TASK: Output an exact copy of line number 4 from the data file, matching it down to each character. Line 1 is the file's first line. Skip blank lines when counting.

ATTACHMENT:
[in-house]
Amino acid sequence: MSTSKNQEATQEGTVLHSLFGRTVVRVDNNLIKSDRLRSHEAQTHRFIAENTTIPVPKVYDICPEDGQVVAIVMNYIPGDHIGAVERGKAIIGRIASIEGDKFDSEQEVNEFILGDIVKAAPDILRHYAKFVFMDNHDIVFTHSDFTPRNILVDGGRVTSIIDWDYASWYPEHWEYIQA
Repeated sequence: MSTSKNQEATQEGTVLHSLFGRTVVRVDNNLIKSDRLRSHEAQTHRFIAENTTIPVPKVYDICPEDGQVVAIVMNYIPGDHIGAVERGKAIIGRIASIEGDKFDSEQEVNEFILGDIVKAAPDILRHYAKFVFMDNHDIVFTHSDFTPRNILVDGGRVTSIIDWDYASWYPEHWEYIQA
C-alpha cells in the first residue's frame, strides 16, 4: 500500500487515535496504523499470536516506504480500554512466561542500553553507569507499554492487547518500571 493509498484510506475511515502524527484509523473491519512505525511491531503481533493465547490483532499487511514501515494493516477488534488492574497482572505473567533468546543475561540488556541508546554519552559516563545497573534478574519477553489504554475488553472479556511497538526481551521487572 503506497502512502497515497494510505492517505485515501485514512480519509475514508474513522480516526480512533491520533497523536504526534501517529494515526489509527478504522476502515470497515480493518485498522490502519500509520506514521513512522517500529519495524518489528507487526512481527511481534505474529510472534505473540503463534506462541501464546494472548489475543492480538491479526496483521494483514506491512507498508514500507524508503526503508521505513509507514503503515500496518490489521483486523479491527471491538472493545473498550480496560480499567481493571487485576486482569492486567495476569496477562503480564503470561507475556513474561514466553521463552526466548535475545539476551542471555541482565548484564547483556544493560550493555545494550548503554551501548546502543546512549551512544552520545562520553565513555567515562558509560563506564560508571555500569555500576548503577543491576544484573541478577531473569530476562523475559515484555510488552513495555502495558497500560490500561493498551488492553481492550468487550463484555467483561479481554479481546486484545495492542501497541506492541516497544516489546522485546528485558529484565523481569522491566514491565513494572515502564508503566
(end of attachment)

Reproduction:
C-alpha cells in the first residue's frame, strides 16, 4: 500500500487515535496504523499470536516506504480500554512466561542500553553507569507499554492487547518500571 493509498484510506475511515502524527484509523473491519512505525511491531503481533493465547490483532499487511514501515494493516477488534488492574497482572505473567533468546543475561540488556541508546554519552559516563545497573534478574519477553489504554475488553472479556511497538526481551521487572 503506497502512502497515497494510505492517505485515501485514512480519509475514508474513522480516526480512533491520533497523536504526534501517529494515526489509527478504522476502515470497515480493518485498522490502519500509520506514521513512522517500529519495524518489528507487526512481527511481534505474529510472534505473540503463534506462541501464546494472548489475543492480538491479526496483521494483514506491512507498508514500507524508503526503508521505513509507514503503515500496518490489521483486523479491527471491538472493545473498550480496560480499567481493571487485576486482569492486567495476569496477562503480564503470561507475556513474561514466553521463552526466548535475545539476551542471555541482565548484564547483556544493560550493555545494550548503554551501548546502543546512549551512544552520545562520553565513555567515562558509560563506564560508571555500569555500576548503577543491576544484573541478577531473569530476562523475559515484555510488552513495555502495558497500560490500561493498551488492553481492550468487550463484555467483561479481554479481546486484545495492542501497541506492541516497544516489546522485546528485558529484565523481569522491566514491565513494572515502564508503566